SSPC SP 10
Near-White Metal Blast Cleaning
|Publication Date:||1 January 2007|
This joint standard covers the use of blast cleaning abrasives to achieve a defined degree of cleaning of steel surfaces prior to the application of a protective coating or lining system. This standard is intended for use by coating or lining specifiers, applicators, inspectors, or others who may be responsible for defining a standard degree of surface cleanliness.
The focus of this standard is near-white metal blast cleaning. White metal blast cleaning, commercial blast cleaning, industrial blast cleaning, and brush-off blast cleaning are addressed in separate standards.
Near-white metal blast cleaning provides a greater degree of cleaning than commercial blast cleaning (SSPC-SP 6/NACE No. 3) but less than white metal blast cleaning (SSPC-SP 5/NACE No. 1).
Near-white metal blast cleaning is used when the objective is to remove all rust, coating, and mill scale, but when the extra effort required to remove all stains of these materials is determined to be unwarranted. Staining shall be limited to no more than 5 percent of each unit area of surface.
Near-white metal blast cleaning allows staining on only 5 percent of each unit area of surface, while commercial blast cleaning allows staining on 33 percent of each unit area of surface. White metal blast cleaning does not permit any staining to remain on the surface.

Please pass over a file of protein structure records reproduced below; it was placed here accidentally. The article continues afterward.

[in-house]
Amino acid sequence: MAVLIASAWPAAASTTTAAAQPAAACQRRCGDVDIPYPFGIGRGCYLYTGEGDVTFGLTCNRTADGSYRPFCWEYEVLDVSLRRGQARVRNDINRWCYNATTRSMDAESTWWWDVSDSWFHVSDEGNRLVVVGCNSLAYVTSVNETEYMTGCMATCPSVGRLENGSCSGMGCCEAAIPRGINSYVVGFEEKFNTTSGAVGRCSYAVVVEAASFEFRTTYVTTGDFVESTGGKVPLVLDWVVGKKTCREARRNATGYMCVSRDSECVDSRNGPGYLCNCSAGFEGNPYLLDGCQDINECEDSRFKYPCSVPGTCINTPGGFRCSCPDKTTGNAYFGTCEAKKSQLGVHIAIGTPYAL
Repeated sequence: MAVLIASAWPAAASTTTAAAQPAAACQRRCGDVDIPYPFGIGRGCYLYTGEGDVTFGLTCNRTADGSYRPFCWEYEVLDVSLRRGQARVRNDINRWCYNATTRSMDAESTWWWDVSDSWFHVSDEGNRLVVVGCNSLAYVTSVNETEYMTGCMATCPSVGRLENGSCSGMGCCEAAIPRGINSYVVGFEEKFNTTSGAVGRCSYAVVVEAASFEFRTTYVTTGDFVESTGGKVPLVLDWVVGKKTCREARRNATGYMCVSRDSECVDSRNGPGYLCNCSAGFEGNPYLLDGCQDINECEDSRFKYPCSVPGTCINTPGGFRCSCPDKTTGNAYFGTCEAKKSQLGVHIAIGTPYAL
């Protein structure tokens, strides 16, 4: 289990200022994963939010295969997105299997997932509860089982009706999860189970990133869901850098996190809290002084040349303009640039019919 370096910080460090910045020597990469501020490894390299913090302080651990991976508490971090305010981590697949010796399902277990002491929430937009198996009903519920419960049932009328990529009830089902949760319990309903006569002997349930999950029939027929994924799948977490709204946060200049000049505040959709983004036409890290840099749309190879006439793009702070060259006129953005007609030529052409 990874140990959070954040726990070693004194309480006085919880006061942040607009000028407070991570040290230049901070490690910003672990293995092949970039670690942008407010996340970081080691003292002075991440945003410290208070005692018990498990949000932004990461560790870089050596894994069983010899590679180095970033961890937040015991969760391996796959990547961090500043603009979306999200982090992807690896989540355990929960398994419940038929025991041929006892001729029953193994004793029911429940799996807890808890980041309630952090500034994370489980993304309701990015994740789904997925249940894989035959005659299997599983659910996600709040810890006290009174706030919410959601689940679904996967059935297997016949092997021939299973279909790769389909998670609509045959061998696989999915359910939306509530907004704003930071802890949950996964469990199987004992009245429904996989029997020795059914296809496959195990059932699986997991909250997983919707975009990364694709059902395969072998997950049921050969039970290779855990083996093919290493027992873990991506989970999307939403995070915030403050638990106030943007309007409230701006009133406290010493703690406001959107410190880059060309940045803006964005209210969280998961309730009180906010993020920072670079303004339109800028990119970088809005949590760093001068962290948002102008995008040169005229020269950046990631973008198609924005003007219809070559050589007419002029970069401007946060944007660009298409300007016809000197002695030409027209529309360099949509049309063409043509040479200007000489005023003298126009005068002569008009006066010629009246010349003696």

This joint standard was originally prepared in 1994 and reaffirmed in 2000 by the SSPC/NACE Task Group A on Surface Preparation by Abrasive Blast Cleaning, and NACE Unit Committee T-6G on Surface Preparation. This joint task group includes members of both the SSPC Surface Preparation Committee and the NACE Unit Committee T-6G on Surface Preparation. It was reaffirmed in 2006 by the SSPC Surface Preparation Committee and NACE Specific Technology Group (STG) 04, Protective Coatings and Linings: Surface Preparation.
In SSPC/NACE standards, shall and must are used to state mandatory requirements. Should is used to state that which is considered good and is recommended but is not absolutely mandatory. May is used to state that which is considered optional.